For starters, this isn't the same Green Bay defense. Over the past three years, opposing passers have had an average rating of 74.9 against the Packers. This year it's nearly 100. Just because the team's name is the same doesn't mean it's the same caliber of team.
Cutler led the Bears to wins over three playoff teams a year ago, Rodgers and the Packers beat two playoff teams. In fact, Cutler has led the Bears to 10 wins over playoff teams the last three years, while Rodgers has defeated nine.
The biggest reason the Bears need to stick with Cutler is because he has special talent and he's starting to tap into it.
Even with his pre-injury struggles against Washington and post-injury woes against Detroit, he's still the 10th-highest rated passer in the league.
Throws like his 32-yard touchdown on the team's first series or any number of throws that Trestman described simply don't happen with McCown or most other quarterbacks.
Cutler may make mistakes, but history suggests you're much better off with quarterbacks who push the envelope than ones who play it safe. Ben Roethlisberger and Eli Manning make as many mistakes as Cutler and both have two Super Bowl rings. Chad Pennington and Matt Schaub both have career passer ratings over 90, yet they have never even sniffed a Super Bowl appearance.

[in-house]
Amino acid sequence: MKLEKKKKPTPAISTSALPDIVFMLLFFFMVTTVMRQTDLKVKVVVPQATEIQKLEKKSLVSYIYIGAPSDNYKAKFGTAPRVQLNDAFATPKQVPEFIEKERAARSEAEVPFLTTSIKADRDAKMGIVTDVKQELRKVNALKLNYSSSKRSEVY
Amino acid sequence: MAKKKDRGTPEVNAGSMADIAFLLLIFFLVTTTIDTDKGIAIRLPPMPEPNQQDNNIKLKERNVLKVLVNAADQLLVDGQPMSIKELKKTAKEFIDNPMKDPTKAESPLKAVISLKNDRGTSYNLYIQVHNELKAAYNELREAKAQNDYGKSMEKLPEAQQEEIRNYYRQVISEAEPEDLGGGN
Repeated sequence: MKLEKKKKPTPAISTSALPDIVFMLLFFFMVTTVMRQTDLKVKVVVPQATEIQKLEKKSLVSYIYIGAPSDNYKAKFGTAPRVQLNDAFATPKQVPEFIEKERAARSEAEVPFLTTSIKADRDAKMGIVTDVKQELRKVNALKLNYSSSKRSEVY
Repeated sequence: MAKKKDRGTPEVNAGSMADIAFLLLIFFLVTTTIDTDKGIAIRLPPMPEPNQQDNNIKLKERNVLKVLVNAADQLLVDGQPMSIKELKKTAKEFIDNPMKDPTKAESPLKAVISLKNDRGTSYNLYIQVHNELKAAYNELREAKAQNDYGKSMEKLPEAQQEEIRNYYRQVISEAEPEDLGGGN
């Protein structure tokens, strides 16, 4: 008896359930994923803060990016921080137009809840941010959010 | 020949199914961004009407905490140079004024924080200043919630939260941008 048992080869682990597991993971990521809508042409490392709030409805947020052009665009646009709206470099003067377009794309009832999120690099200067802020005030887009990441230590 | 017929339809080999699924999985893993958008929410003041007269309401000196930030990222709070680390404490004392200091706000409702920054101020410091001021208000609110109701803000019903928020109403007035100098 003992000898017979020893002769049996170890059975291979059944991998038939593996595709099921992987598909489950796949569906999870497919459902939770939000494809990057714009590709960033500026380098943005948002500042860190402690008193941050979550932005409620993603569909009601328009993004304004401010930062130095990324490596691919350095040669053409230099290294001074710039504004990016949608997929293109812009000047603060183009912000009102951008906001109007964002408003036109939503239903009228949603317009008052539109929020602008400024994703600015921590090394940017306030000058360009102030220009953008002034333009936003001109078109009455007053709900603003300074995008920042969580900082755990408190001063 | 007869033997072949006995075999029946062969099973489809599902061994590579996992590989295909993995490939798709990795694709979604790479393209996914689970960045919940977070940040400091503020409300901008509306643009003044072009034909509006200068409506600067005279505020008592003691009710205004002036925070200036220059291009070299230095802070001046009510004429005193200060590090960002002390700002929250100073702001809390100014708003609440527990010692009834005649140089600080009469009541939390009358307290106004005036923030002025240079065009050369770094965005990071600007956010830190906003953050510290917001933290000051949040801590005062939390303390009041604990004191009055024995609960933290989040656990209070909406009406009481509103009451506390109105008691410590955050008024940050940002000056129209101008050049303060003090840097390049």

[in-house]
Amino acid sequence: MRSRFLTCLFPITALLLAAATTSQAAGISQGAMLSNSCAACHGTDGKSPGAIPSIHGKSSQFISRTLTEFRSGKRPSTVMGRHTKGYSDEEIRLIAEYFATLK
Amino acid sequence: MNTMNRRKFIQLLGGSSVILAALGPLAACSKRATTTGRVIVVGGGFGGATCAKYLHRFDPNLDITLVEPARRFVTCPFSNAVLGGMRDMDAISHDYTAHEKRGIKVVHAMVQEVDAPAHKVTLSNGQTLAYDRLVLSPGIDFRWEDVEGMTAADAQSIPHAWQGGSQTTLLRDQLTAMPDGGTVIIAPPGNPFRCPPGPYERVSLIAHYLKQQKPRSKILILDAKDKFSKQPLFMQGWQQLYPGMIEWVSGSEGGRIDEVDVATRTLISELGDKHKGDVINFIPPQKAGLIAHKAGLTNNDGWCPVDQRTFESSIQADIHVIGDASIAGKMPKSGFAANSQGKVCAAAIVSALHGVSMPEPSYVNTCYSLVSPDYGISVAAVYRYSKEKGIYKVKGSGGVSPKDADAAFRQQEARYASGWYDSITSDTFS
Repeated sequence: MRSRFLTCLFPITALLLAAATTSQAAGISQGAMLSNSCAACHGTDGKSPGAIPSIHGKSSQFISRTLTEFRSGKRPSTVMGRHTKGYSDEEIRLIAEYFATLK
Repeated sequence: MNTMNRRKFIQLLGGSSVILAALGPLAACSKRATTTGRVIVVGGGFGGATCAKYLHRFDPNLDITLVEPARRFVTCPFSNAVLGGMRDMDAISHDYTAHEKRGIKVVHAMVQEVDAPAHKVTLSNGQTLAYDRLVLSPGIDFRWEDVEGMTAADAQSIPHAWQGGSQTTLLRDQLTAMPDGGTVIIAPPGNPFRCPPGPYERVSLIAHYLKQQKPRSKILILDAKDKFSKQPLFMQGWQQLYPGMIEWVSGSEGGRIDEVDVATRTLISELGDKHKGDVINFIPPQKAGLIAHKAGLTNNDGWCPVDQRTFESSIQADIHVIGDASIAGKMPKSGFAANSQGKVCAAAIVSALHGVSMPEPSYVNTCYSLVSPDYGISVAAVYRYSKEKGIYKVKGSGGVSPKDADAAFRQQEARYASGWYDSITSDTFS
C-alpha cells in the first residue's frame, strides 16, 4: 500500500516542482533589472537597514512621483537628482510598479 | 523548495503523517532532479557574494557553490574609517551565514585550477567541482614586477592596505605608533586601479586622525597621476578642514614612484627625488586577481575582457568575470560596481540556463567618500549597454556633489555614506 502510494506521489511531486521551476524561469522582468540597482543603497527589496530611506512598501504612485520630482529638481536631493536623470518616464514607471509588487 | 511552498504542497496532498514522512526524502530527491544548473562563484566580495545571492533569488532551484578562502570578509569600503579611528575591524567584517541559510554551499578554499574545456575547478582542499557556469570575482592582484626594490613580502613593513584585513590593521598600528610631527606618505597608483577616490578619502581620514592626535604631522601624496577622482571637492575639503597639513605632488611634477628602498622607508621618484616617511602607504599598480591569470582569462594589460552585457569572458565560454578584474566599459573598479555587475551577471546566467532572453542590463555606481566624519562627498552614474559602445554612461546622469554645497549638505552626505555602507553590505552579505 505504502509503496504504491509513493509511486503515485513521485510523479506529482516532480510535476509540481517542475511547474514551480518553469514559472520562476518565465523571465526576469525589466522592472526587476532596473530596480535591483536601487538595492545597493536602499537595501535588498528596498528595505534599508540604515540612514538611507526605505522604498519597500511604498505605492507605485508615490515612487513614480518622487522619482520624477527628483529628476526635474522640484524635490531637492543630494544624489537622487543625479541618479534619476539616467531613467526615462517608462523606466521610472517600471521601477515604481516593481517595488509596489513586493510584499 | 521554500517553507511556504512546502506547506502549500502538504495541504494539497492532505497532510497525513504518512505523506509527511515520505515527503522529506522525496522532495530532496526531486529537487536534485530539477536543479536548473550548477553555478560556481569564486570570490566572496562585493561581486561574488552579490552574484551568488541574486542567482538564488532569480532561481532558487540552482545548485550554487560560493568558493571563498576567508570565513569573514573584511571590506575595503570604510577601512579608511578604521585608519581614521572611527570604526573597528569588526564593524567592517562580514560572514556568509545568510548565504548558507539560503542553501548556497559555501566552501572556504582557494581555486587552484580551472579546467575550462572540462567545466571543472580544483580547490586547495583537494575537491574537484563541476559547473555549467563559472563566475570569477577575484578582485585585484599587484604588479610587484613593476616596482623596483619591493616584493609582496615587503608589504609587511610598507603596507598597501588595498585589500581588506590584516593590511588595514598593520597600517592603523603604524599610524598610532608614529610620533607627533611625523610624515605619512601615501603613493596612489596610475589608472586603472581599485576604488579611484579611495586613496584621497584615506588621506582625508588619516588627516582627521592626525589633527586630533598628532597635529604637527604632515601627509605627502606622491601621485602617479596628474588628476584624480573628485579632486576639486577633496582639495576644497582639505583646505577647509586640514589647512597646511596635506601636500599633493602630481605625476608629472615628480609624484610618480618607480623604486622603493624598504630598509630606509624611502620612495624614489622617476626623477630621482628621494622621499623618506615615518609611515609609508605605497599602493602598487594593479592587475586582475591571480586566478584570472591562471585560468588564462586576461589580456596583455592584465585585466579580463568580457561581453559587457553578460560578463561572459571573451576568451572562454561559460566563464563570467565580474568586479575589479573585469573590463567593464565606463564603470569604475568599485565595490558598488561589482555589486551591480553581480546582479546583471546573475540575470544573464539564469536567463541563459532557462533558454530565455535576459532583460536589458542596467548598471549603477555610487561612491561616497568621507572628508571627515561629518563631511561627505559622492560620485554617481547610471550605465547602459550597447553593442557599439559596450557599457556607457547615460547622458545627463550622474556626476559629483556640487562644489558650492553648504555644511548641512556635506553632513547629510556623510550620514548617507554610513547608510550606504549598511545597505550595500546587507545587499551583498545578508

This is to take nothing away from McCown. He has played very well and he deserves credit for getting the job done when he was called upon. He's a good backup quarterback, but that's all he is.
Nobody likes to play the "what if" game, but what if Alshon Jeffery holds on to two passes in the end zone and Ndamukong Suh doesn't come from nowhere to tip a ball near the end zone. Then we're talking about a gutty, four-touchdown performance for Cutler and the first-place Bears. Three plays that he did just about everything he could have on, but he got bad breaks.
Sticking with Cutler is a no-brainer. Trestman seems to know it and everyone else should too.
All advanced stats courtesy of Pro Football Focus (subscription required) unless otherwise indicated.